NFS & HDFS

Document created by aalvarez on May 23, 2017Last modified by aalvarez on May 23, 2017
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What is NFS?

NFS is the Network File System. It's been part of Linux and the broader Unix ecosystem for decades and been used for a long time in both enterprise environments to share files as well as in customized environments like high performance computing. 

 

What is HDFS and how is it different from NFS?

HDFS is the Hadoop underlying file system, which is a write once file system. For that reason, developers are limited as you can't update files once they exist. You're either reading them or writing them. As a result, you're unable to take the best kind of advantage of the file system you have available because you're writing and reading much more than you need to.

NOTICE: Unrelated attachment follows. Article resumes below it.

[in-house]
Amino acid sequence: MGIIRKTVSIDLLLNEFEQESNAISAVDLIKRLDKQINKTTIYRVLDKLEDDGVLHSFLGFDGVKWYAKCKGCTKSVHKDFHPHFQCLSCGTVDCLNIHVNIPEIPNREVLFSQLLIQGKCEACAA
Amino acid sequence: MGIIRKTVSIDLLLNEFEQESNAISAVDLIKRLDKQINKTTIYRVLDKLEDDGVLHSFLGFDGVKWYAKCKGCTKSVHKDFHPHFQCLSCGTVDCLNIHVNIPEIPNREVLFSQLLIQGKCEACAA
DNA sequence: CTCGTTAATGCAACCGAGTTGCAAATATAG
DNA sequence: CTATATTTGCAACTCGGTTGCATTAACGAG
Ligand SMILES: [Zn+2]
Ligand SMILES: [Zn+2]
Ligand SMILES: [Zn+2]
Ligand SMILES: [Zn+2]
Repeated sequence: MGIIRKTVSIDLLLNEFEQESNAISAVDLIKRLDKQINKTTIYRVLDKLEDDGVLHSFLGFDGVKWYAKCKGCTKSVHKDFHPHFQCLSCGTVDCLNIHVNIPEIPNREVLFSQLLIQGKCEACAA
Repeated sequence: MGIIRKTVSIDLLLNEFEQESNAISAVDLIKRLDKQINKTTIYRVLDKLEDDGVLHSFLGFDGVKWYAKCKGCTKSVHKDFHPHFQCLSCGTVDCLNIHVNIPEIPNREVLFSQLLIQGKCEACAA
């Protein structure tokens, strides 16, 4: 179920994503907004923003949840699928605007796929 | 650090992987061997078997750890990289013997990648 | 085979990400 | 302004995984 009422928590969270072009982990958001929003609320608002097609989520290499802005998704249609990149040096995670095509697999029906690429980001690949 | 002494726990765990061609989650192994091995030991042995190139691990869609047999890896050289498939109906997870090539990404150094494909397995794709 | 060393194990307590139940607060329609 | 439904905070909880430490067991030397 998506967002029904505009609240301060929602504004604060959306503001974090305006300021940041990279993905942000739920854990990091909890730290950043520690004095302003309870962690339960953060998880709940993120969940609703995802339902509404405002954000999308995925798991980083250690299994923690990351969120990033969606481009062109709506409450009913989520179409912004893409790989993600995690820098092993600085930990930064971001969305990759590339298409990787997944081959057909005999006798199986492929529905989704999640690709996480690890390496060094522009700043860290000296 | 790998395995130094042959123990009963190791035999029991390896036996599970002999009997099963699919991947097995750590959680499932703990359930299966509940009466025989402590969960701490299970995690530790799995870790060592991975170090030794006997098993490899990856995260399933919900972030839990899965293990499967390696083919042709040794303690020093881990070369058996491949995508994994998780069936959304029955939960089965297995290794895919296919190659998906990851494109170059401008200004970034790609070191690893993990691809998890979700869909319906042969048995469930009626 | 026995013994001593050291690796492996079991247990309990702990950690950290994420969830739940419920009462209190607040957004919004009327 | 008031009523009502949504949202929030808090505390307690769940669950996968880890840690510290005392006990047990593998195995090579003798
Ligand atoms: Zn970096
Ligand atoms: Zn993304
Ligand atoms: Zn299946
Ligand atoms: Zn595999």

What does MapR use?

Instead of HDFS, MapR uses NFS, which has been around for decades – behaving like an existing enterprise storage system that people who haven't used Hadoop are familiar with. This brings a lot of advantages in terms of familiarity and in terms of applications as it  works without having to have some kind of customized connector or data ingestion engine and just be able to use the standard application rewrite using a POSIX format. It makes things a lot easier for the developers trying to port it and creates a lot fewer issues by being able to use formats and protocols that are very well understood.

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